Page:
California drought: farmers hit with record $1.5M fine for allegedly stealing water
Water conservation enforcement is complicated by century-old rights system
California drought regulators sent the strongest signal yet that they're serious about cracking down on water waste by proposing a first-of-its kind, $1.5 million US fine against a group of farmers they say illegally took water.
The fine announced Monday by the State Water Resources Control Board is the first ever levied against an individual or district with senior rights that are more than a century old and have long provided immunity from mandatory conservation.
The fine follows months of unprecedented cutback orders to communities, businesses and the powerful agriculture industry during the fourth year of the devastating dry spell in California.
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The state is fighting off court challenges to its authority to control water use and doubts over whether it has the resources to enforce its orders.
The water board levied the historic fine against the Byron-Bethany Irrigation District, which serves 160 farming families and a suburban planned community of 12,000 people in the Central Valley.
Andrew Tauriainen, a water board prosecutor, said the district was outspoken over continuing to illegally take water, and the fine should show others such brazenness will draw the attention of investigators.
Byron-Bethany Board President Russell Kagehiro said the state was making an arbitrary example of his district at the expense of its customers and farmers, which stand to lose $65 million in crops under the cuts demanded by the state. The district has previously filed a lawsuit seeking to preserve its water access.
"Farmers have to sort of weigh the cost of losing that crop, I guess, against potential fines," said Jeffrey Michael, an economist at the University of the Pacific in Stockton.
Complex water rights
The equation is particularly challenging for those who contend the state has no authority to order them to conserve because their rights predate the modern water permitting system in 1914. Courts have yet to rule on the matter.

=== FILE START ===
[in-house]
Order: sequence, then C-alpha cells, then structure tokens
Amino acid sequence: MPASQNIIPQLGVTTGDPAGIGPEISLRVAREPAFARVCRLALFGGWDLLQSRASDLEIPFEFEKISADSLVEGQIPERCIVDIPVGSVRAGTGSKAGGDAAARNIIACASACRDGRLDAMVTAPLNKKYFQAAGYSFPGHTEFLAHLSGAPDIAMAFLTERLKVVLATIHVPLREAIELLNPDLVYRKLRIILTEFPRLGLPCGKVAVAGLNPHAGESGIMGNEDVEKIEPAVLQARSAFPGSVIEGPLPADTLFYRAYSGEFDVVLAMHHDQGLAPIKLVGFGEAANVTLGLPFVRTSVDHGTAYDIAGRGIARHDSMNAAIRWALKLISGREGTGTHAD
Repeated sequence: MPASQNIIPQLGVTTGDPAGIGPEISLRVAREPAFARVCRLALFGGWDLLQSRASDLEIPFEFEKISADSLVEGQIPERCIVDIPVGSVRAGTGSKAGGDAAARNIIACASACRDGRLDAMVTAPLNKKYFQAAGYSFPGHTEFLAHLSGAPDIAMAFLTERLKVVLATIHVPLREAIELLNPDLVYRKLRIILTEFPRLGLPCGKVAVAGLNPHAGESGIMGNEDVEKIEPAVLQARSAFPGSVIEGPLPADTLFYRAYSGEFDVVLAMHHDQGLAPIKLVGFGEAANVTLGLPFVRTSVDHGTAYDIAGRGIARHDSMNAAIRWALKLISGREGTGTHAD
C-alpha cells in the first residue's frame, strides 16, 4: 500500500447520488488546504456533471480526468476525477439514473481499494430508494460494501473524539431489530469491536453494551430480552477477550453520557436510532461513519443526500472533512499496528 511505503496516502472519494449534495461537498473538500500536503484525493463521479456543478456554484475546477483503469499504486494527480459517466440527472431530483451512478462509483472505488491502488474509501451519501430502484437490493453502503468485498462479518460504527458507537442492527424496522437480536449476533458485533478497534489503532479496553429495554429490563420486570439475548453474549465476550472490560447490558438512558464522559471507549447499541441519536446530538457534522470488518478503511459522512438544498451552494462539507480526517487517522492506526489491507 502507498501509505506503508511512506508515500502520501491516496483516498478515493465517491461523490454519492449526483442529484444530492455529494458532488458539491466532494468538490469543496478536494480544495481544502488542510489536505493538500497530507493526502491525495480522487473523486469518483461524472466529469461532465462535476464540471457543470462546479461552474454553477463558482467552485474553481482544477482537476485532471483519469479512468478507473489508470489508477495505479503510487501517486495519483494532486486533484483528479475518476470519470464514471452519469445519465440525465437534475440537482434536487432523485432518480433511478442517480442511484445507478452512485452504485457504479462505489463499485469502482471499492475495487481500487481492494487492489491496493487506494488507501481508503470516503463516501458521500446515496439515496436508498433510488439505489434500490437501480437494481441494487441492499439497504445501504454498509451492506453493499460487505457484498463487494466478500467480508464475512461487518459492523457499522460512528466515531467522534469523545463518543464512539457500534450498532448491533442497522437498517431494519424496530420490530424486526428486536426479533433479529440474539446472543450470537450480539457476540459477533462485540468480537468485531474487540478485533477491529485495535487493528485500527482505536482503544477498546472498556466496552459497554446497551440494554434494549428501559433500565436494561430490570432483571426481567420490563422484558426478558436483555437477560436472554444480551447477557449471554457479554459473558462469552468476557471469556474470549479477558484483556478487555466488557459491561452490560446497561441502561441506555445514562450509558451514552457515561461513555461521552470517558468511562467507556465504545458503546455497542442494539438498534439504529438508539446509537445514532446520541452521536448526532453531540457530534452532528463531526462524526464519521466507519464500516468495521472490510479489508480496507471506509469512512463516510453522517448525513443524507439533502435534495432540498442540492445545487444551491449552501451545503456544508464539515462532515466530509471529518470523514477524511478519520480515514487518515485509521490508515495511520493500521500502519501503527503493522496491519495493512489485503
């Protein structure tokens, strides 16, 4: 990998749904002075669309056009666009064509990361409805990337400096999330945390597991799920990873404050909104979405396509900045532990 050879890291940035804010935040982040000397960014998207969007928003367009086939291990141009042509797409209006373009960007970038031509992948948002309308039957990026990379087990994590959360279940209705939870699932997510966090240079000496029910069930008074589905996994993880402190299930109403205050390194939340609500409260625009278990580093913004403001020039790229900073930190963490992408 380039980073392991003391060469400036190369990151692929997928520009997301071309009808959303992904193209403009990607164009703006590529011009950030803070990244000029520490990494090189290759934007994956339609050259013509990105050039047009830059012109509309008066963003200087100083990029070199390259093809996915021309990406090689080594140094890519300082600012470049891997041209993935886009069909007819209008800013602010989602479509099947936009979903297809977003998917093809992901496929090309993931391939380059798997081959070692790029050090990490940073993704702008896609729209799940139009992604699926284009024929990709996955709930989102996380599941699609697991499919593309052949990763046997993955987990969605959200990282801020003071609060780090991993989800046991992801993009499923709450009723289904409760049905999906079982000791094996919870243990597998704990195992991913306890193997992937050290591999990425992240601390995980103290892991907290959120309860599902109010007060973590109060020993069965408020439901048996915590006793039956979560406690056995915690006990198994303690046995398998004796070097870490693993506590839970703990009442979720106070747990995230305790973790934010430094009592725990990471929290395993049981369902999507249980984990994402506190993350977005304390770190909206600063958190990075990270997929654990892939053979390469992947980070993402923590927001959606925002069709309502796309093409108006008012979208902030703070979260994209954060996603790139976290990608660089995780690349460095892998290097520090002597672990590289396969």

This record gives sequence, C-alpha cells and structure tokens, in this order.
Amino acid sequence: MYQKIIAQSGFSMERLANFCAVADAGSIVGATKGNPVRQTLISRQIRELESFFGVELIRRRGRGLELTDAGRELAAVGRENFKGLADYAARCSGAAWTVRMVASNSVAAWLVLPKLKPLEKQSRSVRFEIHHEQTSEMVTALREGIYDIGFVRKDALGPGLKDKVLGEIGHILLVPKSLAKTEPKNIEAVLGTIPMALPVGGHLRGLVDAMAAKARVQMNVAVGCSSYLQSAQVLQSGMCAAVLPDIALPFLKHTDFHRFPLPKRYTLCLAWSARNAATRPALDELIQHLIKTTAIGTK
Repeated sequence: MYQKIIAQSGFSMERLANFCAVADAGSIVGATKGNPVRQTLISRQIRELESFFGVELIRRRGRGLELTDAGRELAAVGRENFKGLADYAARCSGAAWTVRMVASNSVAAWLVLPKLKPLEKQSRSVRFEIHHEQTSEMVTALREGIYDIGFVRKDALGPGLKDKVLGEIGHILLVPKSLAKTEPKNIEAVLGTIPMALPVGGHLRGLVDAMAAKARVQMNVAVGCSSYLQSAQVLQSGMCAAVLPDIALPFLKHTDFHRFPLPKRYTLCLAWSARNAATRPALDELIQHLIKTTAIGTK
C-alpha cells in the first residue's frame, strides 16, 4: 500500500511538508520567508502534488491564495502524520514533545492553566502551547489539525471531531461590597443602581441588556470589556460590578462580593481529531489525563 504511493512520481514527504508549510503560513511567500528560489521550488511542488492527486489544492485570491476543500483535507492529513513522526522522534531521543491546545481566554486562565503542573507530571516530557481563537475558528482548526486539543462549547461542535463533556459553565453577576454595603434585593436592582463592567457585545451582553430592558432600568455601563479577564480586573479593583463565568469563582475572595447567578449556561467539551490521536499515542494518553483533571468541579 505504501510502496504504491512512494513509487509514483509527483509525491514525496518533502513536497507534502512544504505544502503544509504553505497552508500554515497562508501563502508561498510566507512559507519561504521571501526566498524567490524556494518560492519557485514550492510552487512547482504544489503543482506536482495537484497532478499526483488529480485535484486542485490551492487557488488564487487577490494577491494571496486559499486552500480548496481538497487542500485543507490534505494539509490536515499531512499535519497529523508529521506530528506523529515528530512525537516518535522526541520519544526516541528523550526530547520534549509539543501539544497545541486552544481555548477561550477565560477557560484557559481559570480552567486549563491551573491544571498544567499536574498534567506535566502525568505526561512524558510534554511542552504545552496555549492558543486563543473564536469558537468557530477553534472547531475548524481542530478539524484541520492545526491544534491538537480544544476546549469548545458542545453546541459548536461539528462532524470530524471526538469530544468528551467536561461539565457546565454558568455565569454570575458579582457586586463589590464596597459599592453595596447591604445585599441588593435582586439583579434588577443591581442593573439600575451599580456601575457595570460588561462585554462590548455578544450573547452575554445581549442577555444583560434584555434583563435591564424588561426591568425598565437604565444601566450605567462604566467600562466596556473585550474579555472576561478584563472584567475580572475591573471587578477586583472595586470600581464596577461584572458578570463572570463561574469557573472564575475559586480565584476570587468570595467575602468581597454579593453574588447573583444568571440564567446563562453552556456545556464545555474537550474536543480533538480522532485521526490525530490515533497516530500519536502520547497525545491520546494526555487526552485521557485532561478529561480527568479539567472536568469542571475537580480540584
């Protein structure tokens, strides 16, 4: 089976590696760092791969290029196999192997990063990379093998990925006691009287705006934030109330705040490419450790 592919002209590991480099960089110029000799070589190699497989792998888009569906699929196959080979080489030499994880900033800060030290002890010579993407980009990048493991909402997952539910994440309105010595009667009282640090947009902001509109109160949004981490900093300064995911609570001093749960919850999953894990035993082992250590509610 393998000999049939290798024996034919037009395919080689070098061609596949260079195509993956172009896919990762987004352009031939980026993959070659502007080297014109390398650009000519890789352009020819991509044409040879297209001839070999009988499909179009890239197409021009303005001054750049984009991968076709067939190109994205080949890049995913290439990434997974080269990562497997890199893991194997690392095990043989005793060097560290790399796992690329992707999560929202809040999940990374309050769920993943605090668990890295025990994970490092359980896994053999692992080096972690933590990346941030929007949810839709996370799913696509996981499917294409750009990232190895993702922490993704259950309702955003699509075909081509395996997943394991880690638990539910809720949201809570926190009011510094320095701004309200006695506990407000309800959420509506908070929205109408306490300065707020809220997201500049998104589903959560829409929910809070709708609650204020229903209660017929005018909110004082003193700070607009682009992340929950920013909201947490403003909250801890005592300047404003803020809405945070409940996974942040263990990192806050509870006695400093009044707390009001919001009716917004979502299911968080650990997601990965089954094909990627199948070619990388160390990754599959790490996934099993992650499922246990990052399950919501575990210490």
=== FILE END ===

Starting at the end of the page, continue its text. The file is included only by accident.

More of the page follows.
These senior water rights holders have strong incentives to fight any state-ordered curtailments because they will likely see similar cuts in future dry years if they yield in this drought, Michael said.
Water board officials say they plan to issue more penalties and orders later this summer to stop taking water. The board has sent out more than 9,000 notices across the parched Central Valley warning of short water supplies.
Some continue to draw anyway, including the San Francisco Public Utilities Commission. The agency intends to divert water for the city-operated Camp Mather near Yosemite National Park until it receives a cease-and-desist order, spokesman Tyrone Jue said.
The water board would not confirm if San Francisco was under investigation as a result.
State inspectors have conducted about 1,200 investigations in the past year but only took action on two, including Byron-Bethany. Officials say some cases from last year are still dragging because the state doesn't have enough people to handle all the work.
"Our resources are somewhat limited here, and we are taking our cases as we can get them and as we can develop them," Tauriainen, the water board lawyer.
In the case of Byron-Bethany, the water board says state data shows illegal diversions of water from a pumping plant in June after the district received a warning that the watershed was too dry to meet demand.
District general manager Rick Gilmore said he did not know a penalty was coming and wasn't aware of the details. The water that the state believes was taken might have been supplemental supplies purchased by the district, he said.
Byron-Bethany has 20 days to request a hearing before the water board to contest the fine, although it's unclear how long it could take to resolve the case. The maximum penalty the five-member board could assess is $5 million, depending on how the water was used.